Sample Photos – Photos have good exposure, with good colour straight from the camera, with the Olympus camera producing good looking JPEG images straight from the camera. To capture additional dynamic range in shots, you can use the highlight/shadow adjustment, shooting using the HDR mode, or shoot raw images and then process images later. Finding these settings isn’t the easiest, and it would be good if there was a Backlight or HDR scene mode available to make it easier to find.
Lens test images
Trees 42mm Kit Lens | 1/200 sec | f/8.0 | 42.0 mm | ISO 200
Trees 45mm Prime | 1/400 sec | f/5.6 | 45.0 mm | ISO 200
Lucy portrait with 25mm f/1.8 lens | 1/40 sec | f/1.8 | 25.0 mm | ISO 1000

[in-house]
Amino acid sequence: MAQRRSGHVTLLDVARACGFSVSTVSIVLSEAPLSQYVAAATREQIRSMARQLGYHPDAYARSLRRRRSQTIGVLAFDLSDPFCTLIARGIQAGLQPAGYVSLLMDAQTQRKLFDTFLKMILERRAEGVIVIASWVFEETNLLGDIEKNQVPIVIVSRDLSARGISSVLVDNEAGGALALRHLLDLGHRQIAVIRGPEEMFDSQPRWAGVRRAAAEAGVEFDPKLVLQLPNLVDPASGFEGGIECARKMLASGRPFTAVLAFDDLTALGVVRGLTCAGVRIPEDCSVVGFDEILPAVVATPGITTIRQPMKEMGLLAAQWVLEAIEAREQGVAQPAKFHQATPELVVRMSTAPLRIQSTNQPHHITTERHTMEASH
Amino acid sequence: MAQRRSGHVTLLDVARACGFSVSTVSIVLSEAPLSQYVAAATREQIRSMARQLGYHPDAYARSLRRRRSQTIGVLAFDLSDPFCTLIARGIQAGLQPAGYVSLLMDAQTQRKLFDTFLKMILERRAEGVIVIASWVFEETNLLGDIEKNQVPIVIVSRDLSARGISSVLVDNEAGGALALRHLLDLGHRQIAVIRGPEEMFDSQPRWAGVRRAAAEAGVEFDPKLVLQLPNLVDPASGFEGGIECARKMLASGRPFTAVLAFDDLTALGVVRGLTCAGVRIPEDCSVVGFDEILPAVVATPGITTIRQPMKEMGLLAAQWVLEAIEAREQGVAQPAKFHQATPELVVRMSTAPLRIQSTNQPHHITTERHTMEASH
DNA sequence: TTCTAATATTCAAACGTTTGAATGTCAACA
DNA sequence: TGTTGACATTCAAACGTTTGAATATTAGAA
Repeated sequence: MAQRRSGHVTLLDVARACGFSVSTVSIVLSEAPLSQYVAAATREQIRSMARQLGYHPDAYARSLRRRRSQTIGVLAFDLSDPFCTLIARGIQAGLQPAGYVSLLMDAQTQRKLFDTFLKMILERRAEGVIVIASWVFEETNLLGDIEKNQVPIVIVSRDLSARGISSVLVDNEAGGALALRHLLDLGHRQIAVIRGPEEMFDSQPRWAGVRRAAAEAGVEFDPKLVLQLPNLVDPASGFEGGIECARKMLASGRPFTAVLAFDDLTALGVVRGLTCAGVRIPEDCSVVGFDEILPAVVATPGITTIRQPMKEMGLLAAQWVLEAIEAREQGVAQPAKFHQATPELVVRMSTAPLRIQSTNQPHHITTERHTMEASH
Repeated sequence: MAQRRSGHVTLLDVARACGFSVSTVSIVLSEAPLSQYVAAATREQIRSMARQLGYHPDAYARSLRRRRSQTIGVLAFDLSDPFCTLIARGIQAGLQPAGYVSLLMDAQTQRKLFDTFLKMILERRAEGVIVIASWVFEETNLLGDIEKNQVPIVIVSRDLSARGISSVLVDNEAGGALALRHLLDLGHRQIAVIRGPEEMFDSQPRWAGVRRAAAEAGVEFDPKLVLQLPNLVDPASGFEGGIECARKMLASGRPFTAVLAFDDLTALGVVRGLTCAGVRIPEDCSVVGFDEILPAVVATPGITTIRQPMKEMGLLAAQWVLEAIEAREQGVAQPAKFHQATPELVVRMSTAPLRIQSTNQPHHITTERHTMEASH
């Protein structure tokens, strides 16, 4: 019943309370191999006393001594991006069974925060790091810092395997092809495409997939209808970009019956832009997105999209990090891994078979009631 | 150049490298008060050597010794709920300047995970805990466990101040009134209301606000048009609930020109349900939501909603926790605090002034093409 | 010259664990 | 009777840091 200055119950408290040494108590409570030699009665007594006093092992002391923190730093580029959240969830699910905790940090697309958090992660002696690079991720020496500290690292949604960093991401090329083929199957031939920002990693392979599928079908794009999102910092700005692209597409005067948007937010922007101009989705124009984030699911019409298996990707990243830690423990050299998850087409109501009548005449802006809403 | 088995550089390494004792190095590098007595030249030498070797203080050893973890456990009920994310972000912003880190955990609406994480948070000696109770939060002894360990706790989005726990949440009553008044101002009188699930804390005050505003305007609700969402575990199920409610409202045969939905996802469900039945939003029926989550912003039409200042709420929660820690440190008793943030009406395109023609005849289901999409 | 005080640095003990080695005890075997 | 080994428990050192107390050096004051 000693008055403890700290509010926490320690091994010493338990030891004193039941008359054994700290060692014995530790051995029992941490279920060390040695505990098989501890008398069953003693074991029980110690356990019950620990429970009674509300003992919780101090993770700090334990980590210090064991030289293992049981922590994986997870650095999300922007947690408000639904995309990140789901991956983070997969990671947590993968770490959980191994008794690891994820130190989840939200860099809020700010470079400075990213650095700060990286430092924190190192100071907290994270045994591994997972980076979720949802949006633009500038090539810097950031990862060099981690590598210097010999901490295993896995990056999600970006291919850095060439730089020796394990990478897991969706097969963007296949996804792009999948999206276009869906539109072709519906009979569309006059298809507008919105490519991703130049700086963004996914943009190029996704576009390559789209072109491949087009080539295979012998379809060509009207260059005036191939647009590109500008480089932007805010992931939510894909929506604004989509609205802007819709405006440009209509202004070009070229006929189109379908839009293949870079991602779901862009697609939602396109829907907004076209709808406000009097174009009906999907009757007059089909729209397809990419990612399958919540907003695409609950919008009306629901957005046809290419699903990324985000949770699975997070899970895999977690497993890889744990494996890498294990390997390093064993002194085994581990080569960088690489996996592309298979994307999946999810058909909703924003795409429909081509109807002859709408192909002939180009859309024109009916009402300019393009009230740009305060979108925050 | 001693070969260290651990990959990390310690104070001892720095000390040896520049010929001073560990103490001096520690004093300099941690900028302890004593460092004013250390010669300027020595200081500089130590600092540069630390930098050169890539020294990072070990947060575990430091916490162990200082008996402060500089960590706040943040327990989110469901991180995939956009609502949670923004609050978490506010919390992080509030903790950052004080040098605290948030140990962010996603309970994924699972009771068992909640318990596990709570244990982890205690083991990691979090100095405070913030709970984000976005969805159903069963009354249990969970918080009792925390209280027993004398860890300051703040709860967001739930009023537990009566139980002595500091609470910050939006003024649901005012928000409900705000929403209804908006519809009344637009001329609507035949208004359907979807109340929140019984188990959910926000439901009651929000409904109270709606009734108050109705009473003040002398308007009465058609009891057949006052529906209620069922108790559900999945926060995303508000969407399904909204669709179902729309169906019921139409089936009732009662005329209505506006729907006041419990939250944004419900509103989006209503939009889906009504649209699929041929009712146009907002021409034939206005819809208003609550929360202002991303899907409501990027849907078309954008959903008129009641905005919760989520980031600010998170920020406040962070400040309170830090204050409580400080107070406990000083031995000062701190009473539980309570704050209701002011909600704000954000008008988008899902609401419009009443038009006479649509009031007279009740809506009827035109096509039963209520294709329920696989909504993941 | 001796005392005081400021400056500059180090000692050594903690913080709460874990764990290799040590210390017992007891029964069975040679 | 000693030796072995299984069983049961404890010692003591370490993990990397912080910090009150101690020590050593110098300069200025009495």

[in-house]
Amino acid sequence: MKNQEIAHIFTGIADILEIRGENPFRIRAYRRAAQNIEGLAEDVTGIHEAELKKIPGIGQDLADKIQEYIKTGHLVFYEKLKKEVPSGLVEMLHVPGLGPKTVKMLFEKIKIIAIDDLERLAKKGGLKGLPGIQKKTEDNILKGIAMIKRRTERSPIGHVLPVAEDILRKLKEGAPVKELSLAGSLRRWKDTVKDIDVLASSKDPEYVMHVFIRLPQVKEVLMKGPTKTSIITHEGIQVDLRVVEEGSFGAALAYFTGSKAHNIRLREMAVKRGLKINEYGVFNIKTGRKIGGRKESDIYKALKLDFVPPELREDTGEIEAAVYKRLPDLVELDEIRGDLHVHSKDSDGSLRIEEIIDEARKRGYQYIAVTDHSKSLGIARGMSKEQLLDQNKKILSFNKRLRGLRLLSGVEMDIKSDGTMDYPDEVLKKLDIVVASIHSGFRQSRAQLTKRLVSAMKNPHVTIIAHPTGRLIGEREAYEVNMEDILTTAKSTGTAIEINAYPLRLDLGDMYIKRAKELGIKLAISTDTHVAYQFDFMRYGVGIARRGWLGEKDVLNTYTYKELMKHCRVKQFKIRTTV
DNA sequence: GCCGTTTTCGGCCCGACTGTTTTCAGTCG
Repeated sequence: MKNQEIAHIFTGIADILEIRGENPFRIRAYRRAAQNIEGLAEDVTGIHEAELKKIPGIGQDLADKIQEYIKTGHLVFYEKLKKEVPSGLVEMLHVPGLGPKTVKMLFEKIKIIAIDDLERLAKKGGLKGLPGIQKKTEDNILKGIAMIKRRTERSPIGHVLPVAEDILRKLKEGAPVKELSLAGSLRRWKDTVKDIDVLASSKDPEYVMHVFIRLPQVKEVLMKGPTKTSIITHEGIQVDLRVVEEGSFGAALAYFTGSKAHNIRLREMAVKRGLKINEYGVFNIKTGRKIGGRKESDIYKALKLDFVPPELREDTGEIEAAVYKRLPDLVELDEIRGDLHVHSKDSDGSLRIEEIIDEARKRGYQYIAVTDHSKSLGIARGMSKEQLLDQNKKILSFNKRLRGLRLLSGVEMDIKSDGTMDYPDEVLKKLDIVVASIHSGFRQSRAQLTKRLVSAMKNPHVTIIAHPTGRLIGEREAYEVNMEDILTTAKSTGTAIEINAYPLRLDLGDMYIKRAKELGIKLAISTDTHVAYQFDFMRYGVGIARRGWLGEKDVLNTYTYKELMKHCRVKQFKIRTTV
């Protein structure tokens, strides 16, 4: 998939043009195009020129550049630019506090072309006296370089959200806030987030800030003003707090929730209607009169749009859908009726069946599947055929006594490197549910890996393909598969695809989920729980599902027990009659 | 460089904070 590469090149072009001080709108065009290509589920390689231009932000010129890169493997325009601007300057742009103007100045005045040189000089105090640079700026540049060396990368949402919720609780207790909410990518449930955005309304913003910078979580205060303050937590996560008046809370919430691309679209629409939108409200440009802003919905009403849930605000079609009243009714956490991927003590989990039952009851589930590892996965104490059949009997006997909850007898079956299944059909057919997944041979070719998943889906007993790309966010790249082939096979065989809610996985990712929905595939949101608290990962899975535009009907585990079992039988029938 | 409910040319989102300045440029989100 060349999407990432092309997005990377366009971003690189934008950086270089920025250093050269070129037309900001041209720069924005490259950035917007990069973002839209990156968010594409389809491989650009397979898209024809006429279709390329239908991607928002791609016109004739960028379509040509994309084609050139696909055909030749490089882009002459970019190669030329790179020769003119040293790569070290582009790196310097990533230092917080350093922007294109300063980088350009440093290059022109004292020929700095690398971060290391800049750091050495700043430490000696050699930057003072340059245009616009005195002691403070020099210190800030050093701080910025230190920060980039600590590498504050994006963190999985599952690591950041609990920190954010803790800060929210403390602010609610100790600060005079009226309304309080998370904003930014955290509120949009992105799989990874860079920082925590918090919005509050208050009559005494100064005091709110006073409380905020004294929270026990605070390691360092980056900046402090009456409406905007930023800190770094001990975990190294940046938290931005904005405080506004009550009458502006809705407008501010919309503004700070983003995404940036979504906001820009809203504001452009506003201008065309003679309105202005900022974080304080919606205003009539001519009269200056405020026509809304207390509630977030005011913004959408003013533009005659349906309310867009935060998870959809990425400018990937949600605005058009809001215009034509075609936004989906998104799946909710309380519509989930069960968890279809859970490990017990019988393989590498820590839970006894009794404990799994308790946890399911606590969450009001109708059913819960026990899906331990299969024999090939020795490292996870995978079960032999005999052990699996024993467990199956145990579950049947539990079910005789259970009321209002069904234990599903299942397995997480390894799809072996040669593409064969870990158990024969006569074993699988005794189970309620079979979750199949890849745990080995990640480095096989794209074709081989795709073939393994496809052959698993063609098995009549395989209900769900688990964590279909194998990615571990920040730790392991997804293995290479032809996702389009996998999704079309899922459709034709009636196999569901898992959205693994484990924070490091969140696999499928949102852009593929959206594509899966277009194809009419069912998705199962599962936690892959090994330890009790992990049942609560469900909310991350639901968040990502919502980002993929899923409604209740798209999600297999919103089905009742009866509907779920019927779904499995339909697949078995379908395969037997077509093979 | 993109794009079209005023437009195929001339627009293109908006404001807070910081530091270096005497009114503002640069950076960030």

Cafe | 1/50 sec | f/3.5 | 14.0 mm | ISO 3200
45mm Macro | 1/100 sec | f/2.8 | 45.0 mm | ISO 1600
Lens Performance – Whilst the Olympus 14-42mm Power Zoom lens isn’t as sharp as a dedicated prime lens, the results are good, and the compact size of the lens makes it an ideal companion for the size of the camera. There is minimal purple fringing or chromatic abberation, and distortion is well controlled, with the camera automatically correcting images in-camera. The closest the lens can focus is 20cm, so for better macro results a different lens is recommended, whether that’s a different zoom lens or a dedicated macro lens, just as long as it can focus closer. Focus is quick, but not as rapid as some competitors. For the best results, we would recommend a prime lens.
ISO test images
1/5 sec | f/7.1 | 42.0 mm | ISO 100
1/20 sec | f/7.1 | 42.0 mm | ISO 400
1/80 sec | f/7.1 | 42.0 mm | ISO 1600
1/640 sec | f/7.1 | 42.0 mm | ISO 12800